Procurement system upgrade should consider Ball’s IT capability and the imitation of integration across all the divisions. , Requirement of Ball’s major customer Ball’s major customer, the UDF, always needed timely information in support of military readiness and the national security of Australia. Military operations had unique legacy systems and required BAL to populate these systems with the necessary data to enable the military to monitor the status of aircrafts or submarines. UDF also required BAL to continually update its military readiness system. 3, Ball’s Legacy System in Procurement Process In 1999, procurement system was very manual, including manual purchase order, invoice, and payment, etc.
Thus, the whole process was very time-consuming and creating room for error.
Facing the pressure from competitors, Russell Mere started a program of short-term improvements. If the program ran successfully, it Mould benefit BAL in staying ahead of its competitors and meeting the requirements of its major customer, the UDF. 4, Unrecognized Suppliers Base and manual process involved Before BAL classified all the suppliers into four areas, supplier profiles were mixed and BAL wasn’t able to have a clear picture of the purchase history and details.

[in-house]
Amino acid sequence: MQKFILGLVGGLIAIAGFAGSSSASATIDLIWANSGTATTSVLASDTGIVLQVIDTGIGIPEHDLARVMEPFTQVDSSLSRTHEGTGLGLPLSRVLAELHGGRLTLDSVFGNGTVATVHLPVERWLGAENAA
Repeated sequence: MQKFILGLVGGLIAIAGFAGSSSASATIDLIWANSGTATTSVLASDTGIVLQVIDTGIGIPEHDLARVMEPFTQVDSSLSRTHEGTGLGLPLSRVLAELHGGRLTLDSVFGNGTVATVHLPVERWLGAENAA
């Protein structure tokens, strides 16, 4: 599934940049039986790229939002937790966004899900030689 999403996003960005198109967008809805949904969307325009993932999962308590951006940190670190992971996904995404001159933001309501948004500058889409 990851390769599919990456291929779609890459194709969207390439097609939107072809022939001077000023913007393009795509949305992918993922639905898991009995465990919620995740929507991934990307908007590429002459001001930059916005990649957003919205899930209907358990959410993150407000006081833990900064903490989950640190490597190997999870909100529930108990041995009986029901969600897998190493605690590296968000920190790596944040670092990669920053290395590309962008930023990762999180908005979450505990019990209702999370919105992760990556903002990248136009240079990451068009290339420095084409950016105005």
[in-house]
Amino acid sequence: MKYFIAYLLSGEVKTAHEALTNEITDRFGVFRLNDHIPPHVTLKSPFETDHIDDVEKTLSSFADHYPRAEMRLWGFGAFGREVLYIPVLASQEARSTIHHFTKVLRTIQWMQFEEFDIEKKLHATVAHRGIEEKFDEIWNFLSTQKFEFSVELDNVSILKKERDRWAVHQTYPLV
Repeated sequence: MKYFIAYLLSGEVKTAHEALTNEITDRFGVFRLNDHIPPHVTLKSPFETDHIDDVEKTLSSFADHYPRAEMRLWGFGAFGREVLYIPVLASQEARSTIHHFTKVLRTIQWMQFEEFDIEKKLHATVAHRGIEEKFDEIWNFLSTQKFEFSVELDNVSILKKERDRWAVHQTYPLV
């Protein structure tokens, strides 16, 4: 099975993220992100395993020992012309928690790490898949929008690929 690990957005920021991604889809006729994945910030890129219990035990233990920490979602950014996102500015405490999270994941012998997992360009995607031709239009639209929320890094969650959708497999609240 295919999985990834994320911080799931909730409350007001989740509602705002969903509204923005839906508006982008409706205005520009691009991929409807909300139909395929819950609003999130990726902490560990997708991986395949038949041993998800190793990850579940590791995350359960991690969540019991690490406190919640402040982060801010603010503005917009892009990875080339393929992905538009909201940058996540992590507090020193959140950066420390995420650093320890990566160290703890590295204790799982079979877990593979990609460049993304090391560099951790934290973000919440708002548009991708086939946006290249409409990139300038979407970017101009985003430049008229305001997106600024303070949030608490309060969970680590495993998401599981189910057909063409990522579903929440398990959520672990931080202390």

BAL led a big supplier base and it was difficult to manage the performance as well as cost. Meanwhile, a lot manual work was still involved which Environmental & Root Cause Analysis 1, US Government’s Export Procedures Anything associated with military use required an export license that was obtained from either the US Commerce Department or the US State Department, depending on the nature of the item. As an end user, BAL had to first verify it was eligible for a license.
A list of documents was needed to smooth the whole process for obtaining the export licenses.
As a result, the complicated process leveraged off he bargaining power of the Boeing Group. 2, Management of Suppliers Applying the new policy to rationalist Ball’s supplier base over six years, BAL achieved direct cost savings by decrease the base of supplier, and the next target Nas 600. In order to verify whether Ball’s suppliers were authorized and qualified to produce the necessary parts, BAL needed to ensure any “flyaway’ items purchased or manufactured had complete traceability.